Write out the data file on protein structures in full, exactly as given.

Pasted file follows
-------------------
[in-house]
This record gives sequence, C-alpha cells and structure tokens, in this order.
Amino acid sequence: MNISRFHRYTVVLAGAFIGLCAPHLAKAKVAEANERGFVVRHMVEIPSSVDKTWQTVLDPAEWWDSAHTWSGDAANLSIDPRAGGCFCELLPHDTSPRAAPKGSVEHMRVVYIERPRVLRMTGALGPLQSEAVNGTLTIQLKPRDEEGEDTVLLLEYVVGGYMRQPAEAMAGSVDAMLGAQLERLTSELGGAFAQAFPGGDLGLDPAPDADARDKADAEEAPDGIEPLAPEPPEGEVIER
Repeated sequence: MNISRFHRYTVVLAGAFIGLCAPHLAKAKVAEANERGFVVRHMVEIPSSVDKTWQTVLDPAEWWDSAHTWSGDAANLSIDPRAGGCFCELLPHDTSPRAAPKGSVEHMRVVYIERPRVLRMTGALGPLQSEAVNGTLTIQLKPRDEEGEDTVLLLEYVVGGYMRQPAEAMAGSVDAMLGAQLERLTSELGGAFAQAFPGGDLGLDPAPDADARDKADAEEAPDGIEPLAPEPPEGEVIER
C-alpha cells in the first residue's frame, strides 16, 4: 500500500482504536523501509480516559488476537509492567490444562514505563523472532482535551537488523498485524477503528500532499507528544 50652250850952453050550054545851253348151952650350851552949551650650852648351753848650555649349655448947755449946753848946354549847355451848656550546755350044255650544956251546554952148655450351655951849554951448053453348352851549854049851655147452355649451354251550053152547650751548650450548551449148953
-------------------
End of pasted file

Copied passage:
[in-house]
This record gives sequence, C-alpha cells and structure tokens, in this order.
Amino acid sequence: MNISRFHRYTVVLAGAFIGLCAPHLAKAKVAEANERGFVVRHMVEIPSSVDKTWQTVLDPAEWWDSAHTWSGDAANLSIDPRAGGCFCELLPHDTSPRAAPKGSVEHMRVVYIERPRVLRMTGALGPLQSEAVNGTLTIQLKPRDEEGEDTVLLLEYVVGGYMRQPAEAMAGSVDAMLGAQLERLTSELGGAFAQAFPGGDLGLDPAPDADARDKADAEEAPDGIEPLAPEPPEGEVIER
Repeated sequence: MNISRFHRYTVVLAGAFIGLCAPHLAKAKVAEANERGFVVRHMVEIPSSVDKTWQTVLDPAEWWDSAHTWSGDAANLSIDPRAGGCFCELLPHDTSPRAAPKGSVEHMRVVYIERPRVLRMTGALGPLQSEAVNGTLTIQLKPRDEEGEDTVLLLEYVVGGYMRQPAEAMAGSVDAMLGAQLERLTSELGGAFAQAFPGGDLGLDPAPDADARDKADAEEAPDGIEPLAPEPPEGEVIER
C-alpha cells in the first residue's frame, strides 16, 4: 500500500482504536523501509480516559488476537509492567490444562514505563523472532482535551537488523498485524477503528500532499507528544 50652250850952453050550054545851253348151952650350851552949551650650852648351753848650555649349655448947755449946753848946354549847355451848656550546755350044255650544956251546554952148655450351655951849554951448053453348352851549854049851655147452355649451354251550053152547650751548650450548551449148953